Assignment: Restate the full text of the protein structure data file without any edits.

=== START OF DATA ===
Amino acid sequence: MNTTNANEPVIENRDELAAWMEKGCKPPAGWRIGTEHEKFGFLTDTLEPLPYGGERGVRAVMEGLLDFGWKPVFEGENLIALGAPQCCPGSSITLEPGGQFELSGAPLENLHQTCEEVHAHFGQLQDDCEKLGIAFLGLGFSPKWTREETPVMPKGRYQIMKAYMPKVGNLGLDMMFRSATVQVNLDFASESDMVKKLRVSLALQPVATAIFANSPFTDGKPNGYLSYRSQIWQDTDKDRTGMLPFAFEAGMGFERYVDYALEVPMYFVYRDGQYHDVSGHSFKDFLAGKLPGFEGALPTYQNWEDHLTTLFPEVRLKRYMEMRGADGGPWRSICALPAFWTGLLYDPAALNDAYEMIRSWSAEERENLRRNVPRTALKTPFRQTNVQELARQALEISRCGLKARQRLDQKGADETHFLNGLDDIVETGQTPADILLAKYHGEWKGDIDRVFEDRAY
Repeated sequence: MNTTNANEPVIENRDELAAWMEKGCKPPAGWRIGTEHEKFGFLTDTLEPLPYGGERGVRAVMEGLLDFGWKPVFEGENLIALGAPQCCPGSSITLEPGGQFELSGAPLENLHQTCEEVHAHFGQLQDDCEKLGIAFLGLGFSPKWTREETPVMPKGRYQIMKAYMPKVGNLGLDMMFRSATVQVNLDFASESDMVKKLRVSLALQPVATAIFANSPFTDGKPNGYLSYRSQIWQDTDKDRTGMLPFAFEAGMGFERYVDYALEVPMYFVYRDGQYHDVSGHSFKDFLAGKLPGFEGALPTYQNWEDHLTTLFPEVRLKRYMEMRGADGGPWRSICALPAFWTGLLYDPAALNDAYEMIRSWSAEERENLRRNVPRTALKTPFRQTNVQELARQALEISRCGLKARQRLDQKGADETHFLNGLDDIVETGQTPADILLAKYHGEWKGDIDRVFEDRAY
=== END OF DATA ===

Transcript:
Amino acid sequence: MNTTNANEPVIENRDELAAWMEKGCKPPAGWRIGTEHEKFGFLTDTLEPLPYGGERGVRAVMEGLLDFGWKPVFEGENLIALGAPQCCPGSSITLEPGGQFELSGAPLENLHQTCEEVHAHFGQLQDDCEKLGIAFLGLGFSPKWTREETPVMPKGRYQIMKAYMPKVGNLGLDMMFRSATVQVNLDFASESDMVKKLRVSLALQPVATAIFANSPFTDGKPNGYLSYRSQIWQDTDKDRTGMLPFAFEAGMGFERYVDYALEVPMYFVYRDGQYHDVSGHSFKDFLAGKLPGFEGALPTYQNWEDHLTTLFPEVRLKRYMEMRGADGGPWRSICALPAFWTGLLYDPAALNDAYEMIRSWSAEERENLRRNVPRTALKTPFRQTNVQELARQALEISRCGLKARQRLDQKGADETHFLNGLDDIVETGQTPADILLAKYHGEWKGDIDRVFEDRAY
Repeated sequence: MNTTNANEPVIENRDELAAWMEKGCKPPAGWRIGTEHEKFGFLTDTLEPLPYGGERGVRAVMEGLLDFGWKPVFEGENLIALGAPQCCPGSSITLEPGGQFELSGAPLENLHQTCEEVHAHFGQLQDDCEKLGIAFLGLGFSPKWTREETPVMPKGRYQIMKAYMPKVGNLGLDMMFRSATVQVNLDFASESDMVKKLRVSLALQPVATAIFANSPFTDGKPNGYLSYRSQIWQDTDKDRTGMLPFAFEAGMGFERYVDYALEVPMYFVYRDGQYHDVSGHSFKDFLAGKLPGFEGALPTYQNWEDHLTTLFPEVRLKRYMEMRGADGGPWRSICALPAFWTGLLYDPAALNDAYEMIRSWSAEERENLRRNVPRTALKTPFRQTNVQELARQALEISRCGLKARQRLDQKGADETHFLNGLDDIVETGQTPADILLAKYHGEWKGDIDRVFEDRAY